2 Related Work

In this section, we briefly describe related work in universal prediction, model generalization, out of distribution detection and adversarial attack robustness.

Universal Prediction and Online Learning. In on-line learning prediction is done on a sequentially revealed sequence, where the loss is accumulated, and as the predicted label is revealed it essentially becomes part of the training. This problem is an extension of the well-studied work on universal prediction, which is essentially online learning with no ’s, see the comprehensive survey [3]. As described in [3], the universal prediction solution with log-loss provides a “universal probability” for the entire sequence, , which can be converted to a sequential prediction strategy via the chain rule . The universal probability is given by either a Bayesian mixture (stochastic setting) or by the normalized maximum likelihood (NML), , [5], (individual setting). Both solutions solve a corresponding minmax problem. Online learning, with a feature sequence is less understood as it has one important difference: the chain rule does not hold for conditional probabilities. Yet in [8] a universal learning solution is proposed that achieves vanishing regret in various settings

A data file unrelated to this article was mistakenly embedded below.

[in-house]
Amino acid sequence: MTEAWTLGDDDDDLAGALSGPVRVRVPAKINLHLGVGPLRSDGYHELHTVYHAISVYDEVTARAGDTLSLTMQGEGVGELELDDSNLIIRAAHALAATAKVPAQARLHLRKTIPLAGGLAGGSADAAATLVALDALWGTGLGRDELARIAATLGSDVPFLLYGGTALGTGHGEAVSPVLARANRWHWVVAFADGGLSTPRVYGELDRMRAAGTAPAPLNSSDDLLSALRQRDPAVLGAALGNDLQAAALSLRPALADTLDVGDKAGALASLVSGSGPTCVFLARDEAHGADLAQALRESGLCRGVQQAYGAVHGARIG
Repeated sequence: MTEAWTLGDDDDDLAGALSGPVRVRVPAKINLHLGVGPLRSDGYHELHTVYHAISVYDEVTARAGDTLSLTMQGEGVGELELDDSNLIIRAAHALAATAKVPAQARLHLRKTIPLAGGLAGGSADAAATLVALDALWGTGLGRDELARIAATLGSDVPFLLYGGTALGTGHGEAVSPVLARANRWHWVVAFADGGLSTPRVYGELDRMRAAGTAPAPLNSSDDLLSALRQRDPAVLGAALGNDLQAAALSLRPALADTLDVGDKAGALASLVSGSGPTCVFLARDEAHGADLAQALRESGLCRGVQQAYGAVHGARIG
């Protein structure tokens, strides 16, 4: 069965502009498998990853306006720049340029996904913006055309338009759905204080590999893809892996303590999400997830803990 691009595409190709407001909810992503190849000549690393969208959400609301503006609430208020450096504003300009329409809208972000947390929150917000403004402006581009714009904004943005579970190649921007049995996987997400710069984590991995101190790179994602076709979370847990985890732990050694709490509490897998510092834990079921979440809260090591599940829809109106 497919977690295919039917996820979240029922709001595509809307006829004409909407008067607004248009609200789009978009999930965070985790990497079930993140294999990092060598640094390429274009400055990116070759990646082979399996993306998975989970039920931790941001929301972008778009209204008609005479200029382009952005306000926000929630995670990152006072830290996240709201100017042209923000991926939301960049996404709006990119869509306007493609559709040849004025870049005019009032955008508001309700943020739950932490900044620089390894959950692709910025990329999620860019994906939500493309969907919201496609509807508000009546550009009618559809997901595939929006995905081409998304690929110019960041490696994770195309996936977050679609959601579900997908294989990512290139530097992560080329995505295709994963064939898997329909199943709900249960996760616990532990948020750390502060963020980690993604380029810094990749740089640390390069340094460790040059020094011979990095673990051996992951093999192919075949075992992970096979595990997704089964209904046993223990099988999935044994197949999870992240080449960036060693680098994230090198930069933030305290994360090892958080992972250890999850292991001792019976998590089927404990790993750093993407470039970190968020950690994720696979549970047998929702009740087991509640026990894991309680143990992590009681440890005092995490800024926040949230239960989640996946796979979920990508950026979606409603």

Model Generalization. Understating the model generalization capabilities is considered a fundamental problem in machine learning [9]. This problem was mainly considered in the PAC learning framework, where several measures such as the VC-dimension and Rademacher complexity were suggested. However, those measures seems to fail in explaining the generalization of DNNs, see [10]. In this paper we advocate another measure, the pNML regret, which seems to work for DNNs.